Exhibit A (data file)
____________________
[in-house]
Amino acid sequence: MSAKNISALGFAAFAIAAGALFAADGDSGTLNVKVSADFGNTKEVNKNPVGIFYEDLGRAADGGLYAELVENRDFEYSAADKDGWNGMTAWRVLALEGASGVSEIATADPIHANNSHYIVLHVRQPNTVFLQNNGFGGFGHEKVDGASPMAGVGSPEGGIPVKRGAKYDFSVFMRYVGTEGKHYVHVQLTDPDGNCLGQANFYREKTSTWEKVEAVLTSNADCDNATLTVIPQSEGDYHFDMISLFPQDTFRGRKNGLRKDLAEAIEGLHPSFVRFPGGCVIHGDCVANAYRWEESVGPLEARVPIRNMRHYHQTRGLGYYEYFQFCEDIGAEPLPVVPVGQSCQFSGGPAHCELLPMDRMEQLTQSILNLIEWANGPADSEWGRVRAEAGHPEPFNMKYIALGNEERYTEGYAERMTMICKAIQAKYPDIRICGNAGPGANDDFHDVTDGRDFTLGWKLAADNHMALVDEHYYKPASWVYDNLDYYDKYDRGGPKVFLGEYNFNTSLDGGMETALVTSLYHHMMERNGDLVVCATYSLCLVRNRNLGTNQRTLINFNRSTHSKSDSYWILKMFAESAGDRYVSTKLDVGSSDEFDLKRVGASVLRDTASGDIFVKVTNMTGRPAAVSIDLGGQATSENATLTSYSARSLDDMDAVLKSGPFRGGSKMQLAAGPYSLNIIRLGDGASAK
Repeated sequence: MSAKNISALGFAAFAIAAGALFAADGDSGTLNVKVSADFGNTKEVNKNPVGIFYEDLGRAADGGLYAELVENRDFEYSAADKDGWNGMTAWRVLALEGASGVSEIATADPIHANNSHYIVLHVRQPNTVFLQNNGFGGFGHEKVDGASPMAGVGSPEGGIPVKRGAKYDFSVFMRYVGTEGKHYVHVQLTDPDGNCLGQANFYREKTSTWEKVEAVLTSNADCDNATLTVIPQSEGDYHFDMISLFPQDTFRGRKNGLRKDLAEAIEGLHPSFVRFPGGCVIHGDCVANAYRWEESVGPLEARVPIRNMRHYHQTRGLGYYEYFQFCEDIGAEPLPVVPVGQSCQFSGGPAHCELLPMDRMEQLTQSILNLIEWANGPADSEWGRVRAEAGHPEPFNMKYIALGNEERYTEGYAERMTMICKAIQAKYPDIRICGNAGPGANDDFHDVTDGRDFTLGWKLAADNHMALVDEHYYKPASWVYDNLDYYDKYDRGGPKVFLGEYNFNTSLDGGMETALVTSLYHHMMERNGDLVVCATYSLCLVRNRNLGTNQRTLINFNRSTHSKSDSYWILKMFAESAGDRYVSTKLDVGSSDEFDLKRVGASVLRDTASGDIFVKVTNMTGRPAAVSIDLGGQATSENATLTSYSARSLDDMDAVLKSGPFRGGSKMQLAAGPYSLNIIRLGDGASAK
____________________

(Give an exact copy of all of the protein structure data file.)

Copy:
[in-house]
Amino acid sequence: MSAKNISALGFAAFAIAAGALFAADGDSGTLNVKVSADFGNTKEVNKNPVGIFYEDLGRAADGGLYAELVENRDFEYSAADKDGWNGMTAWRVLALEGASGVSEIATADPIHANNSHYIVLHVRQPNTVFLQNNGFGGFGHEKVDGASPMAGVGSPEGGIPVKRGAKYDFSVFMRYVGTEGKHYVHVQLTDPDGNCLGQANFYREKTSTWEKVEAVLTSNADCDNATLTVIPQSEGDYHFDMISLFPQDTFRGRKNGLRKDLAEAIEGLHPSFVRFPGGCVIHGDCVANAYRWEESVGPLEARVPIRNMRHYHQTRGLGYYEYFQFCEDIGAEPLPVVPVGQSCQFSGGPAHCELLPMDRMEQLTQSILNLIEWANGPADSEWGRVRAEAGHPEPFNMKYIALGNEERYTEGYAERMTMICKAIQAKYPDIRICGNAGPGANDDFHDVTDGRDFTLGWKLAADNHMALVDEHYYKPASWVYDNLDYYDKYDRGGPKVFLGEYNFNTSLDGGMETALVTSLYHHMMERNGDLVVCATYSLCLVRNRNLGTNQRTLINFNRSTHSKSDSYWILKMFAESAGDRYVSTKLDVGSSDEFDLKRVGASVLRDTASGDIFVKVTNMTGRPAAVSIDLGGQATSENATLTSYSARSLDDMDAVLKSGPFRGGSKMQLAAGPYSLNIIRLGDGASAK
Repeated sequence: MSAKNISALGFAAFAIAAGALFAADGDSGTLNVKVSADFGNTKEVNKNPVGIFYEDLGRAADGGLYAELVENRDFEYSAADKDGWNGMTAWRVLALEGASGVSEIATADPIHANNSHYIVLHVRQPNTVFLQNNGFGGFGHEKVDGASPMAGVGSPEGGIPVKRGAKYDFSVFMRYVGTEGKHYVHVQLTDPDGNCLGQANFYREKTSTWEKVEAVLTSNADCDNATLTVIPQSEGDYHFDMISLFPQDTFRGRKNGLRKDLAEAIEGLHPSFVRFPGGCVIHGDCVANAYRWEESVGPLEARVPIRNMRHYHQTRGLGYYEYFQFCEDIGAEPLPVVPVGQSCQFSGGPAHCELLPMDRMEQLTQSILNLIEWANGPADSEWGRVRAEAGHPEPFNMKYIALGNEERYTEGYAERMTMICKAIQAKYPDIRICGNAGPGANDDFHDVTDGRDFTLGWKLAADNHMALVDEHYYKPASWVYDNLDYYDKYDRGGPKVFLGEYNFNTSLDGGMETALVTSLYHHMMERNGDLVVCATYSLCLVRNRNLGTNQRTLINFNRSTHSKSDSYWILKMFAESAGDRYVSTKLDVGSSDEFDLKRVGASVLRDTASGDIFVKVTNMTGRPAAVSIDLGGQATSENATLTSYSARSLDDMDAVLKSGPFRGGSKMQLAAGPYSLNIIRLGDGASAK